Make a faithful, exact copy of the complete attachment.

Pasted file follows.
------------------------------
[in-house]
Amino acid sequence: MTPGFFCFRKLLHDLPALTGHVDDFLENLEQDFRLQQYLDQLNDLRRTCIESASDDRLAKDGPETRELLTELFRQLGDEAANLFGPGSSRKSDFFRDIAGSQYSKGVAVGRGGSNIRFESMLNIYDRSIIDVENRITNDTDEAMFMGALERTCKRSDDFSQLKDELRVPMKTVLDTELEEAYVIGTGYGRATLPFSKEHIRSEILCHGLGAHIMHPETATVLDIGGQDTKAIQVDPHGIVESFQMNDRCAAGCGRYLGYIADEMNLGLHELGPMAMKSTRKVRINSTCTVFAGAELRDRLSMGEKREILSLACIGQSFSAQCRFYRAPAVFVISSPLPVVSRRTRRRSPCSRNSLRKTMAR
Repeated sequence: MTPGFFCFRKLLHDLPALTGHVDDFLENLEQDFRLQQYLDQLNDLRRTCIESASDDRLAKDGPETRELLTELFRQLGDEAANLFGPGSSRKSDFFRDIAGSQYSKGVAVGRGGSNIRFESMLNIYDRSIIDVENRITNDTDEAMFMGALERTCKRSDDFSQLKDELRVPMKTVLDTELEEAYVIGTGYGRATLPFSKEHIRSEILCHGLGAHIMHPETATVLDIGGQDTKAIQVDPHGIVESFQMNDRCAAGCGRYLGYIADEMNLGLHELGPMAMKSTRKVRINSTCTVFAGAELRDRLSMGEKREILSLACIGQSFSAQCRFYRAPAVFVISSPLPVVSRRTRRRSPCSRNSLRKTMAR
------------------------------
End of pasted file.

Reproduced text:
[in-house]
Amino acid sequence: MTPGFFCFRKLLHDLPALTGHVDDFLENLEQDFRLQQYLDQLNDLRRTCIESASDDRLAKDGPETRELLTELFRQLGDEAANLFGPGSSRKSDFFRDIAGSQYSKGVAVGRGGSNIRFESMLNIYDRSIIDVENRITNDTDEAMFMGALERTCKRSDDFSQLKDELRVPMKTVLDTELEEAYVIGTGYGRATLPFSKEHIRSEILCHGLGAHIMHPETATVLDIGGQDTKAIQVDPHGIVESFQMNDRCAAGCGRYLGYIADEMNLGLHELGPMAMKSTRKVRINSTCTVFAGAELRDRLSMGEKREILSLACIGQSFSAQCRFYRAPAVFVISSPLPVVSRRTRRRSPCSRNSLRKTMAR
Repeated sequence: MTPGFFCFRKLLHDLPALTGHVDDFLENLEQDFRLQQYLDQLNDLRRTCIESASDDRLAKDGPETRELLTELFRQLGDEAANLFGPGSSRKSDFFRDIAGSQYSKGVAVGRGGSNIRFESMLNIYDRSIIDVENRITNDTDEAMFMGALERTCKRSDDFSQLKDELRVPMKTVLDTELEEAYVIGTGYGRATLPFSKEHIRSEILCHGLGAHIMHPETATVLDIGGQDTKAIQVDPHGIVESFQMNDRCAAGCGRYLGYIADEMNLGLHELGPMAMKSTRKVRINSTCTVFAGAELRDRLSMGEKREILSLACIGQSFSAQCRFYRAPAVFVISSPLPVVSRRTRRRSPCSRNSLRKTMAR